Efficacy was assessed with the daily record of severity of problems (DRSP), a patient-rated instrument that mirrors the diagnostic criteria for PMDD as identified in the DSM-IV, and includes assessments for mood, physical symptoms and other symptoms. Other efficacy assessments included the Hamilton Depression Rating Scale (HAMD-17), and the Clinical Global Impression Severity of Illness (CGI-S) and Improvement (CGI-I) scores.
In study 1, involving n=251 randomized patients, Zoloft treatment was initiated at 50 mg/day and administered daily throughout the menstrual cycle. In subsequent cycles, patients were dosed in the range of 50-150 mg/day on the basis of clinical response and toleration. The mean dose for completers was 102 mg/day. Zoloft administered daily throughout the menstrual cycle was significantly more effective than placebo on change from baseline to endpoint on the DRSP total score, the HAMD-17 total score, and the CGI-S score, as well as the CGI-I score at endpoint.
In study 2, involving n=281 randomized patients, Zoloft treatment was initiated at 50 mg/day in the late luteal phase (last 2 weeks) of each menstrual cycle and then discontinued at the onset of menses. In subsequent cycles, patients were dosed in the range of 50-100 mg/day in the luteal phase of each cycle, on the basis of clinical response and toleration. Patients who were titrated to 100 mg/day received 50 mg/day for the first 3 days of the cycle, then 100 mg/day for the remainder of the cycle. The mean Zoloft dose for completers was 74 mg/day. Zoloft administered in the late luteal phase of the menstrual cycle was significantly more effective than placebo on change from baseline to endpoint on the DRSP total score and the CGI-S score, as well as the CGI-I score at endpoint.
There was insufficient information to determine the effect of race or age on outcome in these studies.
Pharmacokinetics: Sertraline exhibits dose proportional pharmacokinetics over the range of 50-200 mg. In man, following oral once-daily dosing over the range of 50-200 mg for 14 days, peak plasma concentrations (Cmax) of sertraline occur at about 4.5-8.4 hrs post-dosing. The pharmacokinetic profile in either adolescents or the elderly is not significantly different from that in adults between 18 and 65 years. The mean half-life of sertraline for young and elderly men and women ranges from 22-36 hrs. Consistent with the terminal elimination half-life, there is an approximately 2-fold accumulation up to steady-state concentrations, which are achieved after 1 week of once-daily dosing. Approximately 98% of the circulating drug is bound to plasma proteins. Animal studies indicate that sertraline has a large apparent volume of distribution. The pharmacokinetics of sertraline in pediatric OCD patients have been shown to be comparable with adults (although pediatric patients metabolize sertraline with slightly greater efficiency). However, lower doses may be advisable for pediatric patients, given their lower body weights (especially those patients 6-12 years), in order to avoid excessive plasma levels.
Sertraline undergoes extensive first-pass hepatic metabolism. The principal metabolite in plasma, N-desmethylsertraline, is substantially less active (about 20 times) than sertraline in vitro and there is no evidence of activity in in vivo models of depression. The half-life of N-desmethylsertraline is in the range of 62-104 hrs. Sertraline and N-desmethylsertraline are both extensively metabolized in man and the resultant metabolites excreted in feces and urine in equal amounts. Only a small amount (<0.2%) of unchanged sertraline is excreted in the urine.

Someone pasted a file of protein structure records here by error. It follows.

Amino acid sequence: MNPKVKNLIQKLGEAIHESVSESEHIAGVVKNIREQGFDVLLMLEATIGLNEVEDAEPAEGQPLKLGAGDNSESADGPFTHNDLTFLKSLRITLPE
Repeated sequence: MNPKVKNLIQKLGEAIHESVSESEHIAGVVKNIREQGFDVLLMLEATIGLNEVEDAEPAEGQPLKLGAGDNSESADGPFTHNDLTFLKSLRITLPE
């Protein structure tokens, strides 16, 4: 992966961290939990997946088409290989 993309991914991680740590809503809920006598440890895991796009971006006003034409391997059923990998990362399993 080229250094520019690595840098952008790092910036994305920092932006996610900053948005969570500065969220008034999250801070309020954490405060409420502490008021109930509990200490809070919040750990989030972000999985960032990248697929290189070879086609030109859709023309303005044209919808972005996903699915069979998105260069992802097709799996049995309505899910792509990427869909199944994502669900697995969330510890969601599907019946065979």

Food does not significantly change the bioavailability of sertraline tablets.
Indications/Uses
Treatment of symptoms of depression including depression accompanied by symptoms of anxiety, in patients with or without a history of mania; obsessive-compulsive disorder (OCD), therapy is effective in preventing release of the initial episode of OCD.
Treatment of pediatric patients with OCD; panic disorder, with or without agoraphobia; post-traumatic stress disorder (PTSD); social phobia (social anxiety disorder).
Following satisfactory response, continuation with sertraline therapy is effective in preventing relapse of the initial episode of depression, or recurrence of further depressive episodes, OCD, panic disorder, PTSD or social phobia.
Treatment of premenstrual dysphoric disorder (PMDD). The essential features of PMDD include markedly depressed mood, anxiety or tension, affective lability and persistent anger or irritability. Other features include decreased interest in activities, difficulty concentrating, lack of energy, change in appetite or sleep, and feeling out of control. Physical symptoms associated with PMDD include breast tenderness, headache, joint and muscle pain, bloating and weight gain. These symptoms occur regularly during the luteal phase and remit within a few days following onset of menses; the disturbance markedly interferes with work or school or with usual social activities and relationships with others. In making the diagnosis, care should be taken to rule out other cyclical mood disorders that may be exacerbated by treatment with an antidepressant.
Dosage/Direction for Use
Sertraline should be administered once daily, either in the morning or evening. Sertraline tablets can be administered with or without food.